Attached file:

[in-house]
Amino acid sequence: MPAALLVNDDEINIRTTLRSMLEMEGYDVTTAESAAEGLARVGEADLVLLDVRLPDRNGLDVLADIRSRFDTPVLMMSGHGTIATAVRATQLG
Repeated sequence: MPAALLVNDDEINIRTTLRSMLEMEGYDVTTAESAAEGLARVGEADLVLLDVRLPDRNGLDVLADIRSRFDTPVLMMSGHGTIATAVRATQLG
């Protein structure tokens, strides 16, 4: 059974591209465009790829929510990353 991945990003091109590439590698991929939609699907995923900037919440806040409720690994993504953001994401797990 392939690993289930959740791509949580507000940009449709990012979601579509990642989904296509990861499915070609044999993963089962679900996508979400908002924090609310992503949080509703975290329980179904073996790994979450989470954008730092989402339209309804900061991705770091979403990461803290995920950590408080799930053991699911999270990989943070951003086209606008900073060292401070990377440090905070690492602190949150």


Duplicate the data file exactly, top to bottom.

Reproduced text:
[in-house]
Amino acid sequence: MPAALLVNDDEINIRTTLRSMLEMEGYDVTTAESAAEGLARVGEADLVLLDVRLPDRNGLDVLADIRSRFDTPVLMMSGHGTIATAVRATQLG
Repeated sequence: MPAALLVNDDEINIRTTLRSMLEMEGYDVTTAESAAEGLARVGEADLVLLDVRLPDRNGLDVLADIRSRFDTPVLMMSGHGTIATAVRATQLG
């Protein structure tokens, strides 16, 4: 059974591209465009790829929510990353 991945990003091109590439590698991929939609699907995923900037919440806040409720690994993504953001994401797990 392939690993289930959740791509949580507000940009449709990012979601579509990642989904296509990861499915070609044999993963089962679900996508979400908002924090609310992503949080509703975290329980179904073996790994979450989470954008730092989402339209309804900061991705770091979403990461803290995920950590408080799930053991699911999270990989943070951003086209606008900073060292401070990377440090905070690492602190949150």